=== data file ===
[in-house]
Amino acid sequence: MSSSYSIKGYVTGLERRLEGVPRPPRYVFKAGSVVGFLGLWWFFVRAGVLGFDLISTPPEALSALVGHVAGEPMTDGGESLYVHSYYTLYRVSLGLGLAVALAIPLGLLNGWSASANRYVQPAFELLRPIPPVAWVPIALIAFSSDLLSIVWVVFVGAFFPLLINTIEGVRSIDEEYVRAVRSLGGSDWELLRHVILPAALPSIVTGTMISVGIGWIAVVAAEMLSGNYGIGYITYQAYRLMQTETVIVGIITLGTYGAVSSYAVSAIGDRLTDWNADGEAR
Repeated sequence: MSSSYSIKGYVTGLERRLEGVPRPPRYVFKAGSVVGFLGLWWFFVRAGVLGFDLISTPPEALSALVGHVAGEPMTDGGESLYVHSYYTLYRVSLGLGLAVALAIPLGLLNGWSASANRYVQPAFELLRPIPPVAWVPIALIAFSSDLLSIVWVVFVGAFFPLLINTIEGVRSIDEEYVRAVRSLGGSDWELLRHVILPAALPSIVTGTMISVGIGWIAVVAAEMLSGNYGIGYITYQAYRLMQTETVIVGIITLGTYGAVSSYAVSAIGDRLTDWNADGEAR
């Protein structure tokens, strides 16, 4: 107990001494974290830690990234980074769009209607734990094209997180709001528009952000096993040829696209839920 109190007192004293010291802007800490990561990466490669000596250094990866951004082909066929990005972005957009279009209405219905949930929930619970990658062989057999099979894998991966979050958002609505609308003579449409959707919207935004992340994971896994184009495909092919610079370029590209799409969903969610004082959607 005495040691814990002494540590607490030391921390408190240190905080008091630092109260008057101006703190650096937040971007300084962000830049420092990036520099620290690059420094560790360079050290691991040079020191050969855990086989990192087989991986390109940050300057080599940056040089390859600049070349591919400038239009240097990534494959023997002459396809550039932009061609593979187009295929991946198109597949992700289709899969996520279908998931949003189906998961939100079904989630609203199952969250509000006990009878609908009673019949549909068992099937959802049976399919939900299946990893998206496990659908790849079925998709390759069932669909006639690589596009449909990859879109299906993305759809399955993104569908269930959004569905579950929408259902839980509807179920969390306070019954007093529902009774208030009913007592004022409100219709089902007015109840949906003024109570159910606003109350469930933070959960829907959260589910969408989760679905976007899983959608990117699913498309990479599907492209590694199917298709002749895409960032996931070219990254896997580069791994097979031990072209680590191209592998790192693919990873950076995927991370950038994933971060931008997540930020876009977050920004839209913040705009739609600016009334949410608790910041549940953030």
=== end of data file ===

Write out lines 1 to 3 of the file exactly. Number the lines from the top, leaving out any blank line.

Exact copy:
[in-house]
Amino acid sequence: MSSSYSIKGYVTGLERRLEGVPRPPRYVFKAGSVVGFLGLWWFFVRAGVLGFDLISTPPEALSALVGHVAGEPMTDGGESLYVHSYYTLYRVSLGLGLAVALAIPLGLLNGWSASANRYVQPAFELLRPIPPVAWVPIALIAFSSDLLSIVWVVFVGAFFPLLINTIEGVRSIDEEYVRAVRSLGGSDWELLRHVILPAALPSIVTGTMISVGIGWIAVVAAEMLSGNYGIGYITYQAYRLMQTETVIVGIITLGTYGAVSSYAVSAIGDRLTDWNADGEAR
Repeated sequence: MSSSYSIKGYVTGLERRLEGVPRPPRYVFKAGSVVGFLGLWWFFVRAGVLGFDLISTPPEALSALVGHVAGEPMTDGGESLYVHSYYTLYRVSLGLGLAVALAIPLGLLNGWSASANRYVQPAFELLRPIPPVAWVPIALIAFSSDLLSIVWVVFVGAFFPLLINTIEGVRSIDEEYVRAVRSLGGSDWELLRHVILPAALPSIVTGTMISVGIGWIAVVAAEMLSGNYGIGYITYQAYRLMQTETVIVGIITLGTYGAVSSYAVSAIGDRLTDWNADGEAR